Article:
Confronting COVID: The UN’s Siddharth Chatterjee Calls for Global Cooperation
By Norris Tangen
As the United Nations Resident Coordinator in China, Sidharth Chatterjee oversees a broad portfolio of issues. But, no issue has been more prevalent over the past two years than the COVID-19 pandemic. The AmCham China Quarterly caught up with Chatterjee about the need for international collaboration to combat the pandemic, vaccine inequality and bottlenecks, and how American and Chinese companies can cooperate to benefit global public health.
Since taking office as United Nations (UN) Resident Coordinator in China in early 2021 Siddharth Chatterjee has hit the ground running, engaging with municipal and central Chinese government leaders, think tanks, Embassies, and Chambers of Commerce to advocate for the UN’s priorities in China. He has spoken on a broad portfolio of pressing issues from poverty alleviation and zero hunger to climate action, clean energy and good health and well-being.
Recently in July, Chatterjee delivered keynote remarks at AmCham China’s Social Impact Summit. He opened his remarks with an honest assessment of the current global situation, saying, “The world today is at a crucial point of no return as we face a series of global tests. Over two years into the COVID-19 pandemic, we have seen unprecedented socio-economic impacts. In addition, climate change, conflicts, growing inflation, digital divides, rising poverty and hunger, and structural inequalities between and within countries exacerbate the situation while threatening decades of development gains.” Chatterjee went on to say that these global challenges also require global solutions. He praised the US and China for demonstrating good faith collaboration on issues like climate change despite tensions in the bilateral relationship, remarking, “Addressing these global crises requires international cooperation and solidarity, and it is abundantly clear that multilateralism remains our best hope of tackling shared challenges. We are glad to see that despite differences in the bilateral relationship, China and the United States have agreed to collaborate more closely on climate action through the China-U.S. Joint Glasgow Declaration on Enhancing Climate Action in the 2020s, at the 26th Session of the Conference of the Parties to the UN Framework Convention on Climate Change held in Glasgow last year.”
Chatterjee also reaffirmed the UN’s role in serving as a bridge for cooperation, not only between countries and cultures, but through business. He said, “The UN acts as a bridge not only for cooperation among Member States, but also for partnerships between public and private sectors. To deliver on this promise, the UN is finding new ways of working together to build a more networked and ‘fit for purpose’ form of multilateralism, bringing in all sectors of society from all Member States. Leveraging public-private partnerships to make the most of relevant expertise, technology and resources will play an important role. This work is made possible by our colleagues at UN Global Compact.”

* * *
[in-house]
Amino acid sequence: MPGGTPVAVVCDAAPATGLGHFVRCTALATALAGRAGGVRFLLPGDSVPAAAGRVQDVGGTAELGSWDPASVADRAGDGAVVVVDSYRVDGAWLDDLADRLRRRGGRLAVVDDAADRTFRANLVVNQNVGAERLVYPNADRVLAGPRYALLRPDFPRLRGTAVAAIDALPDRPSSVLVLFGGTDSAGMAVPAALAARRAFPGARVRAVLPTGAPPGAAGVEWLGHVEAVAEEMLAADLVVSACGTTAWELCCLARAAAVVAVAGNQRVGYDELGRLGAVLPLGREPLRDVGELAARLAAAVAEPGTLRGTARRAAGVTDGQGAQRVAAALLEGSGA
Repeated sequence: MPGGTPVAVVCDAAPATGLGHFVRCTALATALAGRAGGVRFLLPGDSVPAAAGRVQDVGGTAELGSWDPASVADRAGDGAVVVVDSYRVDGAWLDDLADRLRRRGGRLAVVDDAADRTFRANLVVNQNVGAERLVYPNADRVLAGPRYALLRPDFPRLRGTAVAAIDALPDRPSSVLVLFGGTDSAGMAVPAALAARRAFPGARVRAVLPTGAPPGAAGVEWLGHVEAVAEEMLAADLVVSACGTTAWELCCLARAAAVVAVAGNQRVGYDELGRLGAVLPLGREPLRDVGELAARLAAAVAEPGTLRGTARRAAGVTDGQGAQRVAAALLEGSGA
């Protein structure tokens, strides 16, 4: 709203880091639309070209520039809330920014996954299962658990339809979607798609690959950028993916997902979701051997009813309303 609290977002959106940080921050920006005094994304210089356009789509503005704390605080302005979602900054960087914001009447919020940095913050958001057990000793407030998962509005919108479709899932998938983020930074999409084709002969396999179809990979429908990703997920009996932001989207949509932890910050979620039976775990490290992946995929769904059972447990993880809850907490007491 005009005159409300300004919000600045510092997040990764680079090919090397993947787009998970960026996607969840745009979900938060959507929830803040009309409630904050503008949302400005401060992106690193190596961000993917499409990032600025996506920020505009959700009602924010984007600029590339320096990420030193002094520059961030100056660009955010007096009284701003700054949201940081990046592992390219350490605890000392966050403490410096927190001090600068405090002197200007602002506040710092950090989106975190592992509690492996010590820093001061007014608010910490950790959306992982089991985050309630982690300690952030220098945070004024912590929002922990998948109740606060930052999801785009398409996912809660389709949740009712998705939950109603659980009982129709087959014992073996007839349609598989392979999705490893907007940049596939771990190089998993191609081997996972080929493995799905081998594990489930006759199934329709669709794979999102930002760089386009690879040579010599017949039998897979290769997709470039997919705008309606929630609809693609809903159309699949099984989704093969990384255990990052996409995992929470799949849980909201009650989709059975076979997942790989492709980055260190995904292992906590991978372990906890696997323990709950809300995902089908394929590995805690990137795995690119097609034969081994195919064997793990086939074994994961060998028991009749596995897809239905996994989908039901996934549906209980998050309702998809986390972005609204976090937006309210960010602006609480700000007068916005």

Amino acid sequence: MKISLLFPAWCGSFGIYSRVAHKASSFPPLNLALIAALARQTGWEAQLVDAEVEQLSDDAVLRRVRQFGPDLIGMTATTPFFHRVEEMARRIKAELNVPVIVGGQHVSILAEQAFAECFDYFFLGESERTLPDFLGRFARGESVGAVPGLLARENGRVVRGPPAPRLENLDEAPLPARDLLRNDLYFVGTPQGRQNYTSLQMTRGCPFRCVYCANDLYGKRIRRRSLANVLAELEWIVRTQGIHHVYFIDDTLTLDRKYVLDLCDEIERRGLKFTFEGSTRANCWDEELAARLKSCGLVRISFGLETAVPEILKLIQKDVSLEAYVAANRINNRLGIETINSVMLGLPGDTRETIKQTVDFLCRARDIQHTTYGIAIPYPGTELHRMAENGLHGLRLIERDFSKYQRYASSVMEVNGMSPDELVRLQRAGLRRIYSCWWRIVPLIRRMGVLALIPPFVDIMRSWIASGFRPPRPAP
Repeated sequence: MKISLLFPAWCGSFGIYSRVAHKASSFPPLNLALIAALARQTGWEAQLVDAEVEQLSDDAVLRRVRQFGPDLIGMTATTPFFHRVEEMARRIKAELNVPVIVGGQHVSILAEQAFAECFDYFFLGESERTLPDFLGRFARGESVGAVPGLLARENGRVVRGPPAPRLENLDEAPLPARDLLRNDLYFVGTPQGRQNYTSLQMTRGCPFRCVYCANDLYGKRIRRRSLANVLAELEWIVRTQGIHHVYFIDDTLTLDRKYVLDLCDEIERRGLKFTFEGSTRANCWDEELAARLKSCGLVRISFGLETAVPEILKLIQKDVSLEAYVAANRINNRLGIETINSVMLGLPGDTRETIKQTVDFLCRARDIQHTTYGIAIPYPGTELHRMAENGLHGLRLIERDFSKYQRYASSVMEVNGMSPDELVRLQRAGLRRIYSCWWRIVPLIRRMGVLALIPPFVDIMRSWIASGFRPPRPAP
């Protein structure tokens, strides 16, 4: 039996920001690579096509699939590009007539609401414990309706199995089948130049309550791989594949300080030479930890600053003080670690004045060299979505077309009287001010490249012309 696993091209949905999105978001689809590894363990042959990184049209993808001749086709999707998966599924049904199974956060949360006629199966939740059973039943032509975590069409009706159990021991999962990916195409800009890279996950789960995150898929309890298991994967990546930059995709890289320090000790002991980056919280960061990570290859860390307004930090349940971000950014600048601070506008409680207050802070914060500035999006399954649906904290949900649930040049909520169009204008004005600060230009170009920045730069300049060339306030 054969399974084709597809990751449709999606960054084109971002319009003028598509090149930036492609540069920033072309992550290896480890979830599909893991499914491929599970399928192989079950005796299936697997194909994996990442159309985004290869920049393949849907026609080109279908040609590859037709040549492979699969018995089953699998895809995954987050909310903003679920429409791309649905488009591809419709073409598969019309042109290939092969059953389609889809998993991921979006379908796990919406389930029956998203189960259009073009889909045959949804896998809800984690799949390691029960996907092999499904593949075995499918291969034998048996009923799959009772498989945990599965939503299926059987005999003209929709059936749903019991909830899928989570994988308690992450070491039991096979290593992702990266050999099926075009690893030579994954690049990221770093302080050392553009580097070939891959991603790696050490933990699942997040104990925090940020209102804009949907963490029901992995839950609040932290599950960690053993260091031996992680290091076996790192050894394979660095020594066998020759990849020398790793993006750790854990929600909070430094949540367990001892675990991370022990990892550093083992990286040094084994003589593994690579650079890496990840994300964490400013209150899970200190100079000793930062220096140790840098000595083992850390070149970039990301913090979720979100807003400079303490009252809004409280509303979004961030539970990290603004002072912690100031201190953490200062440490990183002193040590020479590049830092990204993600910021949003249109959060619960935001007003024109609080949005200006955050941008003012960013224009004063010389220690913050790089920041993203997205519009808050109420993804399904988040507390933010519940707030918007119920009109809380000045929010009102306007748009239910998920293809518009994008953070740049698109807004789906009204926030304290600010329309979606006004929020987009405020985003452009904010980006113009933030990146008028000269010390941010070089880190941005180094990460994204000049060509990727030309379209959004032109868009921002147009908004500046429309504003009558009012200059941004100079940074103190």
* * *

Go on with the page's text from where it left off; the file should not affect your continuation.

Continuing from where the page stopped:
Community Center Approaches
Since the COVID-19 vaccines have become widely available in many parts of the world, the UN, and specifically the World Health Organization (WHO), has been spearheading efforts to guarantee vaccine equality for all countries. This, Chatterjee says, is a key area where global cooperation is essential, “The WHO has been front and center in the global effort to deliver science, solutions, and solidarity to end the most acute phases of the pandemic.” And, he says many of their efforts are working, noting that there have been some major successes. However, despite the progress made, Chatterjee says the pandemic still remains an acute global crisis in 2022, “The surge of new cases across the world caused by the spread of the Omicron variant of concern has combined with incomplete vaccination and the lifting of public health and social measures to put health systems and societies under renewed strain.” He goes on, “Our collective failure to vaccinate the vulnerable globally has prolonged the pandemic, with the unacceptable loss of life, health, and global prosperity that entails.”
In March 2022, the WHO released an updated version of their “Strategic Preparedness, Readiness and Response Plan for COVID-19.” Chatterjee notes that this is their third, and, he hopes, final strategic plan for COVID-19, saying that “it could and should be our last.” He shares that the plan outlines the five core components countries should invest in to navigate this acute phase of the pandemic: surveillance, laboratories, and public health intelligence; vaccination, public health and social measures, and engaged communities; clinical care for COVID-19, and resilient health systems; research and development, and equitable access to tools and supplies; coordination, as the response transitions from an emergency mode to long-term respiratory disease management. Beyond these key areas, Chatterjee said the UN will continue to work with all partners to “ensure that the lessons of the past two years are harnessed to drive the works into a new era for pandemic preparedness, readiness and response. COVID-19 has shown that the status quo does not protect our communities, our societies, and our economies.”